The Light Craft Workshop Fader ND Ultra MK II filter is one of the most cost effective tools available for HDSLR work. When shooting video with a Canon HDSLR, we use what are called “Native ISO’s”. Through extensive testing by many reliable sources out there, myself included, we have found that popular Canon HDSLR cameras like the Canon 5D Mark II, the Canon 7D and Canon 1D Mark IV use a type of gain feature when moving up the ISO scale. This means that ISO 250 will have a greater signal to noise ratio than the native 160 ISO. This is barley noticeable when you are shooting with a 21MP camera, however when the image is downsized to a mere 2K for video, the noise is prevalent.
Shane Hurlbut, ASC has also done major testing on this and it is a fairly simple scale. The Native ISO scale is based on a multiple of 160 ISO. This is the important part.
The Native ISO’s on Canon HDSLR’s are as follows.
160 ISO, 320 ISO, 640 ISO, and 1250 ISO.
I do not recommend shooting any higher than 1250 ISO for video on any canon HDSLR. We have found that anything in between these ISO’s is simply a gain up or a pull down and the S/N ration is unacceptable. The noise at 100 ISO versus 160 ISO is dramatic. Here is a Quote From Shane Hurlbut, ASC.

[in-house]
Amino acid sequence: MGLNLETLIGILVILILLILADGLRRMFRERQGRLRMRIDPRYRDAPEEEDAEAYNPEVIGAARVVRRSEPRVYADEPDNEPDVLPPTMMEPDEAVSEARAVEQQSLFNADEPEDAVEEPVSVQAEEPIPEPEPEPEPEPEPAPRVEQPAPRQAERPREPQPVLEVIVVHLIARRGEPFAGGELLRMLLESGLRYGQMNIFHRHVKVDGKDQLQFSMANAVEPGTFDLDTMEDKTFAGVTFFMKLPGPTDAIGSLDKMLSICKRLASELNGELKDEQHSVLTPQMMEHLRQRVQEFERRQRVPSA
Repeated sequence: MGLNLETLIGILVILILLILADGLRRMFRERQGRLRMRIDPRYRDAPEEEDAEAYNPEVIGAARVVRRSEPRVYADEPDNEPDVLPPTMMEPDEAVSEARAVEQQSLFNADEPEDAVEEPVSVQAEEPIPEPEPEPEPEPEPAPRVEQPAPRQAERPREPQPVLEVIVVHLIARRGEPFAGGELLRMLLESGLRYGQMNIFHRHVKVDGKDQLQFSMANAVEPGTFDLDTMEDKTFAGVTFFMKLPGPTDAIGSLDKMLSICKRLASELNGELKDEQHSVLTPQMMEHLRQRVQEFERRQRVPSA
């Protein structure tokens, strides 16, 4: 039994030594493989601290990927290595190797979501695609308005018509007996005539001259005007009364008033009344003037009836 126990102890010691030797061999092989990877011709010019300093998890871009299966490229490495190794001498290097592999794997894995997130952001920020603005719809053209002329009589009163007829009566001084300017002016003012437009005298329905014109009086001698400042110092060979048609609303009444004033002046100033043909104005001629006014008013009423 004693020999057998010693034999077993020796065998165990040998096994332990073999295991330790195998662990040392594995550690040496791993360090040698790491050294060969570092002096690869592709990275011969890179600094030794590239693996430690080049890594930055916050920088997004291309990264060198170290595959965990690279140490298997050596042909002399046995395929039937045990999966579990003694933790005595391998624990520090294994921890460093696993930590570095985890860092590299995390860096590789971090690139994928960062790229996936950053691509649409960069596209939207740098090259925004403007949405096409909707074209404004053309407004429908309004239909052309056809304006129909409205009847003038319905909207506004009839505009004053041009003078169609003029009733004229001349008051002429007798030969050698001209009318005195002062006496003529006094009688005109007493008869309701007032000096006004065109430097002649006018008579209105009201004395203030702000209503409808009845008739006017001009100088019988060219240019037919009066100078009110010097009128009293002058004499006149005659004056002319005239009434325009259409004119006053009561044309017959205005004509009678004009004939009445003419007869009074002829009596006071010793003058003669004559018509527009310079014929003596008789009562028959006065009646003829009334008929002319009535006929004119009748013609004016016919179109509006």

“We found that when you go down from the native ISO of 200 ISO, it is like pulling the negative. Then, when you go to 250 ISO it is like you are pushing the negative and it adds video noise. 400 ISO is another native ISO and with it you will get more detail in the highlights, but if you want a cleaner image you would go to 320 ISO, again like pulling the film. 800 ISO would be the next Native ISO, giving you more detail in the highlights, but if you want less noise then I would recommend 640 ISO. This goes all the way up to 1600 ISO and after that the image completely falls apart.
Shane Hurlbut, ASC. Hurlbut Visuals”
When your lowest ISO is 160 you have to have some way to stop down. Shutter is not really an option in video as we tend to merely double the frame rate. Twenty- four frames per second keeps us around a 1/50-degree shutter. The MAX shutter with most HDSLR cameras will be double 60fps at a 1/125th shutter. This is too slow for any decent light prevention. The LCW ND Fader does a great job with eight stops of ND from one simple filter.
The variable ND has been around for some time. It is based on a double polarization system that lets you dial in the darkness. In video we try to shoot as close to wide open as possible. On a bright Sunny Day trying to get to an f2.8 means stacking a ton of filters. The LCW filter is a great solution at around $150 for the 77mm LCW ND Ultra MK II filter, it is a real bargain. Check it out here.